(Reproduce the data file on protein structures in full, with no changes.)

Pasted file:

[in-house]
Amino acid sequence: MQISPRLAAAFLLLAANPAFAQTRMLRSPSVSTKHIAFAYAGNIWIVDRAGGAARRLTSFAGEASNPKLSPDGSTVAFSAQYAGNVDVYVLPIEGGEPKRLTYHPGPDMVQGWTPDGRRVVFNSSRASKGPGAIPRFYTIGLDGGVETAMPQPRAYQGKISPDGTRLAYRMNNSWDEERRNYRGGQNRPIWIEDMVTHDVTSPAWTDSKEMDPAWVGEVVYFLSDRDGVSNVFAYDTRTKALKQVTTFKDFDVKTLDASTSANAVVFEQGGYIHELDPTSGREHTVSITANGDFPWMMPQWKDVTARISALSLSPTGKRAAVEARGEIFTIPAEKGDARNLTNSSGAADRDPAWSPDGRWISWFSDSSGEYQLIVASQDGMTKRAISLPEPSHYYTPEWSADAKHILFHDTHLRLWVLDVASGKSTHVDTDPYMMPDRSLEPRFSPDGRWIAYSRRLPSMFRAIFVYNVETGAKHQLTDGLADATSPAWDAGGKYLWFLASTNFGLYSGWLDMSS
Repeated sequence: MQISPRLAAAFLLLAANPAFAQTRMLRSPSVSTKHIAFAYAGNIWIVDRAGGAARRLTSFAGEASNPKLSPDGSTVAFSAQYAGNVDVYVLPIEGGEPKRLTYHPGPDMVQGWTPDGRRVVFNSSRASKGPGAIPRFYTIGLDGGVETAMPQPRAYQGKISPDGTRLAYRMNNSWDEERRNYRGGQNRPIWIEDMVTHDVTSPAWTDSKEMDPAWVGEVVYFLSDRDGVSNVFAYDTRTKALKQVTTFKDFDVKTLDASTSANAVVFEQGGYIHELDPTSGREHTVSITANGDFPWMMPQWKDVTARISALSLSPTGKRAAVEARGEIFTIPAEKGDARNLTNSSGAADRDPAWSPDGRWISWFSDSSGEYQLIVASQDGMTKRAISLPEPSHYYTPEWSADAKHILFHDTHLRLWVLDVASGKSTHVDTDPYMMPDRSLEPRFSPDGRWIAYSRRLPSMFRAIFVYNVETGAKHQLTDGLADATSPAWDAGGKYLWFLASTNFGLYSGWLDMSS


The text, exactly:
[in-house]
Amino acid sequence: MQISPRLAAAFLLLAANPAFAQTRMLRSPSVSTKHIAFAYAGNIWIVDRAGGAARRLTSFAGEASNPKLSPDGSTVAFSAQYAGNVDVYVLPIEGGEPKRLTYHPGPDMVQGWTPDGRRVVFNSSRASKGPGAIPRFYTIGLDGGVETAMPQPRAYQGKISPDGTRLAYRMNNSWDEERRNYRGGQNRPIWIEDMVTHDVTSPAWTDSKEMDPAWVGEVVYFLSDRDGVSNVFAYDTRTKALKQVTTFKDFDVKTLDASTSANAVVFEQGGYIHELDPTSGREHTVSITANGDFPWMMPQWKDVTARISALSLSPTGKRAAVEARGEIFTIPAEKGDARNLTNSSGAADRDPAWSPDGRWISWFSDSSGEYQLIVASQDGMTKRAISLPEPSHYYTPEWSADAKHILFHDTHLRLWVLDVASGKSTHVDTDPYMMPDRSLEPRFSPDGRWIAYSRRLPSMFRAIFVYNVETGAKHQLTDGLADATSPAWDAGGKYLWFLASTNFGLYSGWLDMSS
Repeated sequence: MQISPRLAAAFLLLAANPAFAQTRMLRSPSVSTKHIAFAYAGNIWIVDRAGGAARRLTSFAGEASNPKLSPDGSTVAFSAQYAGNVDVYVLPIEGGEPKRLTYHPGPDMVQGWTPDGRRVVFNSSRASKGPGAIPRFYTIGLDGGVETAMPQPRAYQGKISPDGTRLAYRMNNSWDEERRNYRGGQNRPIWIEDMVTHDVTSPAWTDSKEMDPAWVGEVVYFLSDRDGVSNVFAYDTRTKALKQVTTFKDFDVKTLDASTSANAVVFEQGGYIHELDPTSGREHTVSITANGDFPWMMPQWKDVTARISALSLSPTGKRAAVEARGEIFTIPAEKGDARNLTNSSGAADRDPAWSPDGRWISWFSDSSGEYQLIVASQDGMTKRAISLPEPSHYYTPEWSADAKHILFHDTHLRLWVLDVASGKSTHVDTDPYMMPDRSLEPRFSPDGRWIAYSRRLPSMFRAIFVYNVETGAKHQLTDGLADATSPAWDAGGKYLWFLASTNFGLYSGWLDMSS